First presented in 1990, Doug Lucie’s Doing the Business plots a conversation between a theatre producer and a rich acquaintance as they debate how theatre (apparently an intrinsically leftie pursuit) can earn a payout from the overflowing right wing purse. Complementary piece Blind, also by Lucie, tells the tale of how a pair of artists seek funding from two very different sources: one paternal, encouraging and undemanding; the other, a clear-headed dealer with loyalties to nobody except the bank manager.

One of the plays is about performance, the other the visual arts; one provides a clash of opposing attitudes, the other delivers a more nuanced (yet equally flawed) interrogation of a patron’s needs. Both, in their dead-end visions of dependence in art, are backward and unconstructive and come across as self-indulgent, entitled and bitchy in tone.

In Doing the Business, stereotypically-drawn characters do little to enliven flimsy and textureless arguments. A laid back theatre producer (Jim Mannering), with top button undone, meets with a fellow Cambridge alumnus (Matthew Carter) dressed in a tie and braces. In the absence of textual depth, the costuming comes across as lazy, monochrome and overbearing – the staged equivalent of rubbing a copy of The Guardian against The Telegraph.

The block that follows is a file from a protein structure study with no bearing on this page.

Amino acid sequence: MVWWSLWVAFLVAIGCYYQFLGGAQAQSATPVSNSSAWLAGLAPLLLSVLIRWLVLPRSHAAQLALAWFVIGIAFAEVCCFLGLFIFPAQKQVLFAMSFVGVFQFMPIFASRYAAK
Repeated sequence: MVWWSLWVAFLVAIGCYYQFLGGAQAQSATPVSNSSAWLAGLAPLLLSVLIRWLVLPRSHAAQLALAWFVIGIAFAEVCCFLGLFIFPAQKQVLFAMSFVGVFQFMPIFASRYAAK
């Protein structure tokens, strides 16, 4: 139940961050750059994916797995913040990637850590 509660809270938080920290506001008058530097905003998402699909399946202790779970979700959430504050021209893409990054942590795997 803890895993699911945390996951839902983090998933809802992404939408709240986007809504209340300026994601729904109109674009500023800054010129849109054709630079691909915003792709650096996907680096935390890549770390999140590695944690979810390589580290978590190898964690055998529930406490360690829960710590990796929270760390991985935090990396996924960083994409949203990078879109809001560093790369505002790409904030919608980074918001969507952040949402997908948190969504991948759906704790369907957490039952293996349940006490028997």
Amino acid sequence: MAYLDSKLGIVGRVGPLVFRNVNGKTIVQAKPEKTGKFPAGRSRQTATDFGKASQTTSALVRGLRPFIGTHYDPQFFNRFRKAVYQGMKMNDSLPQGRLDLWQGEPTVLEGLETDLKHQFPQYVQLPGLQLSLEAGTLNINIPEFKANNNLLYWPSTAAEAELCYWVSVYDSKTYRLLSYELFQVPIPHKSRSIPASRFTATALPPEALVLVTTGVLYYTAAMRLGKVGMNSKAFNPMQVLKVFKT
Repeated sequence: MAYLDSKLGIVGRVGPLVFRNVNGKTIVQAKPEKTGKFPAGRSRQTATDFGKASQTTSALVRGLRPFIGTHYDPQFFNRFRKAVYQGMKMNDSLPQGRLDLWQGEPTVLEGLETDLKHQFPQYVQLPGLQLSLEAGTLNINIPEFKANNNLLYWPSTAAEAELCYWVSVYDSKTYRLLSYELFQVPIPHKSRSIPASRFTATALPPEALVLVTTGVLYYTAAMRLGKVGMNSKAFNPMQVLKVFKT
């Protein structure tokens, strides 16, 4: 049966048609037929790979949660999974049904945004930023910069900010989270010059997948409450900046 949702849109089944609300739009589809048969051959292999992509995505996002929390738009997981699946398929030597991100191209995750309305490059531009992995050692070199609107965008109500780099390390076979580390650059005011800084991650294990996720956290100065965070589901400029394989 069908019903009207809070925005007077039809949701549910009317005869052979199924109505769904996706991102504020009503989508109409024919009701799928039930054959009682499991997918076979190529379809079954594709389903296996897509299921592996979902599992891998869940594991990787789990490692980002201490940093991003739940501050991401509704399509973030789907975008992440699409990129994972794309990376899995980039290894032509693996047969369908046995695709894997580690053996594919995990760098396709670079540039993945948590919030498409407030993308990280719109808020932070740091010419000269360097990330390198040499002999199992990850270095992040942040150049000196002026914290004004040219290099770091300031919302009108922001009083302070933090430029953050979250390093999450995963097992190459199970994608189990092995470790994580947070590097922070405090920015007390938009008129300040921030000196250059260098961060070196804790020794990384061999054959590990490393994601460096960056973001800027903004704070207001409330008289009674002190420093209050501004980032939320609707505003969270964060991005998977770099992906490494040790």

While he occasionally lets slip a little comic promise, Carter delivers his performance with volume largely unchanged, doing little to make his affluent character, Peter, anything more than a caricature. Mannering brings a similar lack of shading to his illumination of Mike, the thrifty producer whose palms are near-constantly poised towards the skies, as if seeking out a new higher power who is less concerned with end-of-year targets and capital gain.

The script is the greatest villain here though, and it is hard to comprehend why – in the age of significant commercial sponsorships providers such as Travelex and Sky – Triple Jump Productions has decided to revive a work that reinforces the myth against enterprise in the arts, perpetuating the oppositions it seeks to criticise.

Thankfully there’s a little more comic relief in Blind, the second play in this double bill. Janna Fox is excellent as Maddy Burns, the buzz-cut and bitter Tracey Emin-type whose conceptual hit ‘Turd in a Teacup’ sprung out of the artist’s confession that she always was a “shit painter”.

Unfortunately, the work fails to sustain this humour, choosing instead to blaze through contemporary issues with the vigour of your typical puberty-afflicted art class. Self-harm, sexuality, miscarriage, prostitution, lone-parenting, alcoholism, cocaine-abuse, death, casual sex, porn and heroin-induced suicide are all thoughtlessly tossed as seasoning onto the play’s core discussion of the value of a supportive network. Such throwaway references are best left to the YBAs.

Blind and Doing the Business are playing at the Courtyard Theatre until 23 February. For more information and tickets, see The Courtyard Theatre website.